He had essentially considered the cess to be a tax on a tax, like is the case with the education cess that is levied on the income tax that we pay. Education cess is levied at the rate of 2%. There is a secondary and higher education cess of 1% as well. Hence, the total education cess essentially amounts to 3%.

This cess is a tax on a tax. If you happen to come in the 30% tax bracket, then the education cess effectively works out to a tax of 0.9% (3% of 30% income tax rate). If you happen to come in the 20% tax bracket, then the education cess effectively works out to a tax of 0.6% (3% of 20% income tax rate). If you happen to be in the 10% tax bracket, then the education cess effectively works out to a tax of 0.3% (3% of 10% income tax rate).

The accountant was effectively telling me that the Swacch Bharat Cess worked in a similar way, like the education cess. What he was saying is that Swacch Bharat Cess was effectively a 0.5% tax on 14% service tax. This amounts to an effective rate of 0.07% (0.5% multiplied by 14%). In my case the actual Swacch Bharat Cess worked out to Rs 21(0.07% of Rs 30,000, the amount I had billed or 0.5% of Rs 4,200, the service tax that needed to be paid).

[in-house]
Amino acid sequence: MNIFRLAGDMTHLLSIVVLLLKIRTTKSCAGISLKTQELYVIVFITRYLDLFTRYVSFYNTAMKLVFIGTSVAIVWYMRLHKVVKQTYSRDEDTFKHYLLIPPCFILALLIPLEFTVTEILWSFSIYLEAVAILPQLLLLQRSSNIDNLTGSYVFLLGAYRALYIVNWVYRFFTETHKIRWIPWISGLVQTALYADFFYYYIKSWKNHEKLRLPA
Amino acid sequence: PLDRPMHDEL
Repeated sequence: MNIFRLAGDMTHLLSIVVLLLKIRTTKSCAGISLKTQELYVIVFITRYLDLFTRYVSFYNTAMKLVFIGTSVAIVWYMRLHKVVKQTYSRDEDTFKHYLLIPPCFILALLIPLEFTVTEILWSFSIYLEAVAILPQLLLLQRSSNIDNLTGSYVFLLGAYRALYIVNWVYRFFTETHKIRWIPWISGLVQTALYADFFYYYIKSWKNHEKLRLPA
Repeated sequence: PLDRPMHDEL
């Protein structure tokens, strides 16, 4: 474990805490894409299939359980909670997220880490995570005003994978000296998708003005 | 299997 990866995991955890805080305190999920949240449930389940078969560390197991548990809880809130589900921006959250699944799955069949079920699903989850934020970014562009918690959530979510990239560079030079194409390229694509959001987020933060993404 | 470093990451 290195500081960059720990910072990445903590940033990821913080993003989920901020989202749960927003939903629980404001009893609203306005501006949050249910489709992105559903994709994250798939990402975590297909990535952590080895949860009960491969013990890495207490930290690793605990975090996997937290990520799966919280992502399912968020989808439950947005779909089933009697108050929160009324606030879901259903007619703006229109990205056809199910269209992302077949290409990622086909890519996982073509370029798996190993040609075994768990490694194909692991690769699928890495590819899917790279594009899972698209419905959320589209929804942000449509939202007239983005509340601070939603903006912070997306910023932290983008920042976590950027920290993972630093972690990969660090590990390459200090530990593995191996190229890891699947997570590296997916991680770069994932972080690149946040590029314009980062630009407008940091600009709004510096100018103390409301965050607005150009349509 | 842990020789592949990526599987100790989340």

Over the next 45 minutes I tried explaining to him that what he was saying was wrong. The Swacch Bharat Cess did not work like the education cess and was not a tax on a tax. He wouldn’t budge. Finally, I gave up and promised to send him a new invoice. The difference between Rs 21 and Rs 150 was Rs 129 per month, and that really wasn’t a very large amount. I could pay it out of my own pocket.

The Swacch Bharat Cess is effectively an additional tax of 0.5%, unlike the education cess which is a tax on a tax. So why has the government called it a cess? Tax collected by the central government needs to be shared with the state governments, a cess does not. That is why the Swacch Bharat Tax has been basically been called Swacch Bharat Cess.